Lanzhou New Area, in Gansu province, embodies China’s twin dreams of catapulting its poorer western regions into the economic mainstream through an orgy of infrastructure spending and cementing its place at the heart of Asia through a revival of the ancient Silk Road.
Hundreds of hills on the dry, sandy Loess Plateau were flattened by bulldozers to create the three-hundred-square-mile city. But, today, cranes stand idle in planned industrial parks while newly-built residential blocks loom empty. Streets are mostly deserted. Life-size replicas of the Parthenon and the Sphinx sit surrounded by wasteland, monuments to profligacy.
The project epitomizes what is wrong with China’s economic model, foreign experts say, in particular, how debt is rising to alarming levels as the government tries to prop up a slowing economy with projects that make little or no commercial sense.
“Where Gansu goes, China goes,” said Rodney Jones, founder of Wigram Capital Advisors in Beijing. “You’ve had massive credit growth and investment in projects that don’t generate an economic return. Now you’re facing two shocks— you’ve got to stop credit growing and deal with the bad loans, and you’ve also got to see how the economy expands once this credit boom is over.”
China launched an ambitious Go West campaign at the turn of the millennium, aiming to narrow the income gap between the booming eastern seaboard and the remote west, essentially by building modern infrastructure and exploiting the west’s natural resources.
The initiative got a huge push as China launched a nationwide economic stimulus after the 2008 global financial crisis. And President Xi Jinping’s plans to revitalize the Silk Road, the ancient desert trade route between East and West, have provided a further boost.

About $10 billion is being invested to clear Lanzhou New Area and build infrastructure that includes roads, railways and an expanded airport. Water is being diverted from a branch of the Yellow River and stored in three new reservoirs to create a city that a promotional video shows as awash with lakes and rivers.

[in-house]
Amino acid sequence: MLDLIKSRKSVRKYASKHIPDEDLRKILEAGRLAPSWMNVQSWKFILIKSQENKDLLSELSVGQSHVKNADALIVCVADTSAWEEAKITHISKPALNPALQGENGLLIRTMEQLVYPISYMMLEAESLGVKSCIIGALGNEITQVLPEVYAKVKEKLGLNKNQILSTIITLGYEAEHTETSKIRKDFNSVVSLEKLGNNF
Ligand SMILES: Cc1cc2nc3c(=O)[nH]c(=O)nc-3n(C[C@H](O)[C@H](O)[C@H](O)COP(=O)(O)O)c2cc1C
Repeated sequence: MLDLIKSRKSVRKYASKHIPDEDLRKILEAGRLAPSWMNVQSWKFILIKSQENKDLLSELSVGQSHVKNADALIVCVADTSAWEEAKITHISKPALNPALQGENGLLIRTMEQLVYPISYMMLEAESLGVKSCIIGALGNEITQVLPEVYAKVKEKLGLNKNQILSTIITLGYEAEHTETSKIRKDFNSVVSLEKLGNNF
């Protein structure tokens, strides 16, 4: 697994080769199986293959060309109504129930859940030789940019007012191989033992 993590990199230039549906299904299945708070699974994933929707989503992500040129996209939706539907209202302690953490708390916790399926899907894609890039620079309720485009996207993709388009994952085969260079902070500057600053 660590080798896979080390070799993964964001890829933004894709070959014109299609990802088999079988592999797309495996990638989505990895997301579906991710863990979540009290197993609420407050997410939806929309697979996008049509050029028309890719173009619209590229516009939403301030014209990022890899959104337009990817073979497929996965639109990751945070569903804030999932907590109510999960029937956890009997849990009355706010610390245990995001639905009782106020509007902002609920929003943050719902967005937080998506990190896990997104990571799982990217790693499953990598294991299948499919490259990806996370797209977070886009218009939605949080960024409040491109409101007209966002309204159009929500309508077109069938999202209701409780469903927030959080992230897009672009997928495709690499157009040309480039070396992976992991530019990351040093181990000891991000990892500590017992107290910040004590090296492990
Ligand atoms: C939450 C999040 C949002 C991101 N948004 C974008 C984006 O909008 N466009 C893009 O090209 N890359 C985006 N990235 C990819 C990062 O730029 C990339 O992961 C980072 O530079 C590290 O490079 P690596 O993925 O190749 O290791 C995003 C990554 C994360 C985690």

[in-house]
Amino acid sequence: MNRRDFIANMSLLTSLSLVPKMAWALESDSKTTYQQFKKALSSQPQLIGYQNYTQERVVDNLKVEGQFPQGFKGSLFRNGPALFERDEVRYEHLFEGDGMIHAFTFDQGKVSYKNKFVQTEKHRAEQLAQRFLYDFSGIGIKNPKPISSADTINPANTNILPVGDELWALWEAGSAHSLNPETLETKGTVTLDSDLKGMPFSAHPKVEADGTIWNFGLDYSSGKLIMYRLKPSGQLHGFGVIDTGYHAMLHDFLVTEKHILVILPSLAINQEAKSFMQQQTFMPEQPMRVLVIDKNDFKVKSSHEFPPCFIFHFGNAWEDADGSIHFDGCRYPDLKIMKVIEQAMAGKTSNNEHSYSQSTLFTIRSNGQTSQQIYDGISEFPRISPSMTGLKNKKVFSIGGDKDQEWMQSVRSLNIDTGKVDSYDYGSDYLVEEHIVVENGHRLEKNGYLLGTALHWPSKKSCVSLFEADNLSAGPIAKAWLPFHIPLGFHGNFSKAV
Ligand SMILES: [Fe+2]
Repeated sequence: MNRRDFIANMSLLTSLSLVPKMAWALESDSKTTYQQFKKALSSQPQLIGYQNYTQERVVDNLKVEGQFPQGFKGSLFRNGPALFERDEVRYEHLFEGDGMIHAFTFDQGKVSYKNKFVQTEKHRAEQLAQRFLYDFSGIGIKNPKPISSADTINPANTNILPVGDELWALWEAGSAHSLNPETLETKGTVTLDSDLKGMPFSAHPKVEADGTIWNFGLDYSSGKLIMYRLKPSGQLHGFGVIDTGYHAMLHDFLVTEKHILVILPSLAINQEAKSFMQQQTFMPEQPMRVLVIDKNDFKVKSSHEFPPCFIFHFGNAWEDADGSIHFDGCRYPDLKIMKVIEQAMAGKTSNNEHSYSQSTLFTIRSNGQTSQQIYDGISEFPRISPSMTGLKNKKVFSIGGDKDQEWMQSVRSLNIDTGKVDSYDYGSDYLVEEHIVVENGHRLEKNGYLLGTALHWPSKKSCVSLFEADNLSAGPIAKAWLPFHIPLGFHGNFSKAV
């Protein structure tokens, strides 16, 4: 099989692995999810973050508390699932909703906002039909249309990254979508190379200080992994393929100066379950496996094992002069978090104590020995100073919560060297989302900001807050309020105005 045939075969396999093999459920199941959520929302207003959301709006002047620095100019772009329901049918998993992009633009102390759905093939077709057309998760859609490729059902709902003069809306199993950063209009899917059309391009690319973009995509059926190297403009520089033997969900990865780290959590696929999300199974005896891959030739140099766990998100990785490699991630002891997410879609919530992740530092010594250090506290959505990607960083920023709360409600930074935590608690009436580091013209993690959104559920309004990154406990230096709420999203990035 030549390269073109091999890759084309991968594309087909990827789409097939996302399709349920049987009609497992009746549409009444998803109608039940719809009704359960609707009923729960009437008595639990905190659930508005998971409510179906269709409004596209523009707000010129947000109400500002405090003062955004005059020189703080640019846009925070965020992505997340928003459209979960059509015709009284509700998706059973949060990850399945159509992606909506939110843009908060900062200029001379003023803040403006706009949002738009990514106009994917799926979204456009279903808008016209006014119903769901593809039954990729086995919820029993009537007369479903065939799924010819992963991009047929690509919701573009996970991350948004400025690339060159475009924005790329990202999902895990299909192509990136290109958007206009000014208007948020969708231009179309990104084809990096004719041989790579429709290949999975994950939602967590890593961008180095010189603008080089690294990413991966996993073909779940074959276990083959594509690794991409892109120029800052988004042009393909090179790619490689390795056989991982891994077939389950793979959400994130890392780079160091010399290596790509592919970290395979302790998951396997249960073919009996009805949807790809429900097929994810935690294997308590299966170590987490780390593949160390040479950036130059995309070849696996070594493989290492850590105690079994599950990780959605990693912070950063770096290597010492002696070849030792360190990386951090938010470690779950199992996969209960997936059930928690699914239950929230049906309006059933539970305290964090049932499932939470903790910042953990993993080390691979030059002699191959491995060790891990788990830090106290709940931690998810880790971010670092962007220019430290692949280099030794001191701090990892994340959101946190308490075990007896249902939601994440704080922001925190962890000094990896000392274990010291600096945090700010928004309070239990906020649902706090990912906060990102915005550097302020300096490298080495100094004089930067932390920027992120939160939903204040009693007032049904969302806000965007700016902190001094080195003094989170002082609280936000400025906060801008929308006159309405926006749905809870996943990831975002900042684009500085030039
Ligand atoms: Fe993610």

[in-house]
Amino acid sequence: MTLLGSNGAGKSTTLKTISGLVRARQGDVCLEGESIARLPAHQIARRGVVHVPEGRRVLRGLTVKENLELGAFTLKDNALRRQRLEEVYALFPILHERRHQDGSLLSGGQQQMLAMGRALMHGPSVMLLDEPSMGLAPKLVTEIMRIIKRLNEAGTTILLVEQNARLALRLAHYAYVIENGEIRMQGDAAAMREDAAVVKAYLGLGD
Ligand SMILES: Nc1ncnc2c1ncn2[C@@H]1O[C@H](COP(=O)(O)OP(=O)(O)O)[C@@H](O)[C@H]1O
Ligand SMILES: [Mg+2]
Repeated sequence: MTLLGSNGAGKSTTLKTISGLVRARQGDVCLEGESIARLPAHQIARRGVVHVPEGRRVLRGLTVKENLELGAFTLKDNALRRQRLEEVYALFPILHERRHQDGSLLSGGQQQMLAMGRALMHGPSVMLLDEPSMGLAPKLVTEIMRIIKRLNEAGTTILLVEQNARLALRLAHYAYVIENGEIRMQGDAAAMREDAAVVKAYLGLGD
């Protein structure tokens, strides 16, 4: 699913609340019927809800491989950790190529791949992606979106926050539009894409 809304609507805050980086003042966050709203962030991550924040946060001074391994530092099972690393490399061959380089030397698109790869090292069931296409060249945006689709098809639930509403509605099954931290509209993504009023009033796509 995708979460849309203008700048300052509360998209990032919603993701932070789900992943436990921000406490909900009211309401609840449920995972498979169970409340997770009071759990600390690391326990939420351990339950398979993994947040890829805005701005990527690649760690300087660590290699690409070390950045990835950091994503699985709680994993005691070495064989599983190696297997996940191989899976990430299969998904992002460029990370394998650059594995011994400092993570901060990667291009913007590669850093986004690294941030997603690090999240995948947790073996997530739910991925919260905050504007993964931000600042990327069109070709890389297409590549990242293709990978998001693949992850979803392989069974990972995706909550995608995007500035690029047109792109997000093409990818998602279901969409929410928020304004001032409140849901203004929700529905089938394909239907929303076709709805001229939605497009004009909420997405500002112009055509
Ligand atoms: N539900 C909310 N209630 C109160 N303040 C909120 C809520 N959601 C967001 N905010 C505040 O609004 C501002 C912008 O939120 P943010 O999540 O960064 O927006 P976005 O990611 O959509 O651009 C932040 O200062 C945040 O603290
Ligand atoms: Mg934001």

A free-trade zone and logistics hub are meant to ensure that the city benefits from its location on a new Silk Road, while industrial parks dedicated to auto and equipment manufacturing, ­petro­chemicals and traditional Chinese medicine are supposed to create the jobs that will sustain a city of 1 million by 2030.

In Lanzhou New Area, construction workers at the gates of the new Free Trade Zone, designed to attract foreign businesses with tax advantages. (Gilles Sabrié/For The Washington Post)

In Lanzhou New Area, locals ride one-wheel electric scooters past a row of nearly empty apartment buildings. (Gilles Sabrié/For The Washington Post)
Struggling for investors
On a recent trip organized by the provincial government, journalists were shown around a heavy-machinery plant run by the state-owned Lanzhou LS Group and the privately owned Scisky factory, which makes a water-based polymer resin. Scisky executives said they hoped to take advantage of local raw materials and export to Central Asia and Europe.
Xu Dawu, deputy Communist Party secretary for the New Area, says 150,000 people live here, along with 40,000 temporary construction workers — but those numbers seem at odds with the largely empty vistas that visitors see.
The reality is that despite cheap land, tax holidays and large subsidies, the New Area has struggled to attract both investment and people. Yan Yuejin at E-House China R&D Institute in Shanghai looked at vacancy rates and concluded that the venture has been “very unsuccessful.”
[Why China won’t shut underused factories]
Even Xu admits to “a problem.”
“Lanzhou is a very important town on the Silk Road, but it is sandwiched between two mountains with a river running through it,” he said. To draw more industries from the south, he said, “we need to jump out of Lanzhou and seek a larger space.”
If that doesn’t work, he said in what sounded like a tacit admission of defeat, “we can at least develop modern agriculture here.”
Chinese economists said Gansu is making basic economic missteps, investing in heavy industry at a time of global overcapacity and building infrastructure when it should be reducing its debt.
“This is just copying the old development model without taking local reality into consideration,” said Ding Wenfeng, a professor of economics at the Chinese Academy of Governance, urging the government to apply an “emergency brake.”
“Urbanization and modernization are processes that naturally take place,” he said. “You can’t force it to happen or have 1,000 places copy the same model.”

The Lanzhou New Area ring road is being built through the Loess Mountains, which have been carved or had their tops leveled. (Gilles Sabrié/For The Washington Post)

In Lanzhou New Area, a plane flies above full-scale replicas of the Parthenon and Great Sphinx of Giza, set in an area still under construction. Mountaintops have been razed to make room for an outdoor movie studio and entertainment park. (Gilles Sabrié/For The Washington Post)